Montenegro - Telecoms, Mobile and Broadband - Statistics and Analyses

Montenegro - Telecoms, Mobile and Broadband - Statistics and Analyses

  • April 2020 •
  • 126 pages •
  • Report ID: 5193315 •
  • Format: PDF
Montenegro’s fixed broadband services are available via a variety of technology platforms including DSL, cable, leased line, fibre and wireless.

The fibre sector has shown particularly strong growth since 2010 as the incumbent has invested in infrastructure upgrades, albeit mainly to serve apartment blocks in the main towns. The number of fibre connections increased 24% in the year to September 2019 and accounted for 34% of all fixed broadband connections. The share held by DSL is marginally higher, a legacy of the incumbent’s copper network coupled with its existing market presence and range of service offerings that include broadband TV, but it is falling steadily.
Mobile penetration is particularly high, though this is partly due to the significant number of tourists visiting the country seasonally, as also to the popularity of subscribers having multiple prepaid cards. Networks are based on WCDMA/HSPA and LTE technologies support a vibrant mobile broadband services sector. The wide availability of LTE has made mobile broadband a viable alternative to fixed-line broadband in many rural areas. Recent multi-band spectrum auctions stipulated that mobile broadband services were to be made available to 95% of the population by mid-2018. An auction for spectrum in the 700MHz band, being coordinated with Albania, will support the launch of 5G services anticipated by the end of 2020.
The analyst notes that the outbreak of the Coronavirus in 2020 is having a significant impact on production and supply chains globally. During the coming year the telecoms sector to various degrees is likely to experience a downturn in mobile device production, while it may also be difficult for network operators to manage workflows when maintaining and upgrading existing infrastructure. Overall progress towards 5G may be postponed or slowed down in some countries.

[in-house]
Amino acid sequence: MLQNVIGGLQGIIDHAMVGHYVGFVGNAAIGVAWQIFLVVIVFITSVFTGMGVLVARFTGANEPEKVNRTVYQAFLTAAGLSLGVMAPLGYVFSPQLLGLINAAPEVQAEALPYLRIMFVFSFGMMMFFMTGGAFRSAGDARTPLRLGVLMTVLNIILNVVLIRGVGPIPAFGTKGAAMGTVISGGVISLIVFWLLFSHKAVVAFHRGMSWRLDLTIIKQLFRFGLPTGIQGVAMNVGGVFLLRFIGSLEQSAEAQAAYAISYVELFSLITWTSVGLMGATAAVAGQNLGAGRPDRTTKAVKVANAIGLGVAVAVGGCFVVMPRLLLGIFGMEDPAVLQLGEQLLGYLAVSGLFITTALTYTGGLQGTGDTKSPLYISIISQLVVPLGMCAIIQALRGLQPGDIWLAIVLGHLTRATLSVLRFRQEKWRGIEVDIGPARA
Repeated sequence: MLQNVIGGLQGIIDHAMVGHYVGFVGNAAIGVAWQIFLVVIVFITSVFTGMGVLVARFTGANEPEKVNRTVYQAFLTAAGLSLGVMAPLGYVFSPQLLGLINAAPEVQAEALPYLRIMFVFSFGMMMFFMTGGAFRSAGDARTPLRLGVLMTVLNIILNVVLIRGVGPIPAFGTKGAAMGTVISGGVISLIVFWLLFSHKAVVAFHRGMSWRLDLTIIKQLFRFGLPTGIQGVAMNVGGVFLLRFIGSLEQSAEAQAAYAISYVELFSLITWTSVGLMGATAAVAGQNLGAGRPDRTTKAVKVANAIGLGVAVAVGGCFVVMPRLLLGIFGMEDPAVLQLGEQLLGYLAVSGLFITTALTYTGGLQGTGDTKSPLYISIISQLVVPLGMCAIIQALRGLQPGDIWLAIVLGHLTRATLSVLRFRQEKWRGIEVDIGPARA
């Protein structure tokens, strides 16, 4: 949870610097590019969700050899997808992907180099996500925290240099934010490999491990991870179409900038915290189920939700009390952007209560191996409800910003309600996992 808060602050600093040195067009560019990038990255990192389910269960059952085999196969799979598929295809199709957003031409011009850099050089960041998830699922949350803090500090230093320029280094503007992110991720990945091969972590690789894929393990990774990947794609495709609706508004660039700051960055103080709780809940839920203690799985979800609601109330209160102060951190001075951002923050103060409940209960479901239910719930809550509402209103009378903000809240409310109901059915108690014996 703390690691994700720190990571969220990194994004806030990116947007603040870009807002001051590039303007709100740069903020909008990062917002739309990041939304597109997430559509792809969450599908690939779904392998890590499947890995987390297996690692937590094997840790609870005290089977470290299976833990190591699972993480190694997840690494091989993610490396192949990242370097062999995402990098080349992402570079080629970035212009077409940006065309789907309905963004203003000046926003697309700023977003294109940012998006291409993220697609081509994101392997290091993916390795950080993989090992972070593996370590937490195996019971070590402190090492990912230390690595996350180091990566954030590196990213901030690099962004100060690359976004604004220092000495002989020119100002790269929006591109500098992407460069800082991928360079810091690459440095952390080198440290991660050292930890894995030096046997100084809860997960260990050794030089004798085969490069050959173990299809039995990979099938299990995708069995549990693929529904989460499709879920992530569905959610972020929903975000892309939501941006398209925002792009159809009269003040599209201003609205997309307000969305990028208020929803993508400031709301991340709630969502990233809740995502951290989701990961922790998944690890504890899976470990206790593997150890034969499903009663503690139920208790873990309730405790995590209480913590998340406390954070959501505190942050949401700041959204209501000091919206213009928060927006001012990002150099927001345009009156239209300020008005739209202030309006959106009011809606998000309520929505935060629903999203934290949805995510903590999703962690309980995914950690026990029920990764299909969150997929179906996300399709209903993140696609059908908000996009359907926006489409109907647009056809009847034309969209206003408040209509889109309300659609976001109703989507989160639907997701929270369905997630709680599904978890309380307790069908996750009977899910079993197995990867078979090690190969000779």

On the consumer side, spending on telecoms services and devices is under pressure from the financial effect of large-scale job losses and the consequent restriction on disposable incomes. However, the crucial nature of telecom services, both for general communication as well as a tool for home-working, will offset such pressures. In many markets the net effect should be a steady though reduced increased in subscriber growth.
Although it is challenging to predict and interpret the long-term impacts of the crisis as it develops, these have been acknowledged in the industry forecasts contained in this report.
The report also covers the responses of the telecom operators as well as government agencies and regulators as they react to the crisis to ensure that citizens can continue to make optimum use of telecom services. This can be reflected in subsidy schemes and the promotion of tele-health and tele-education, among other solutions.

Key developments:
Telenor Group completes the sale of its Montenegro business;
T-Mobile Montenegro launches a 500Mb/s mobile data service;
Three MNOs secure spectrum in multi-band auction;
Crnogorski Telekom expands VDSL services as complement to fibre roll-out;
Report update includes the regulators market data to September 2019, telcos operating and financial data to Q2 2019, Telecom Maturity Index charts and analyses, assessment of the global impact of COVID-19 on the telecoms sector, recent market developments.

Companies mentioned in this report:
Crnogorski Telekom (T-Mobile Montenegro), M:tel, Telenor Montenegro

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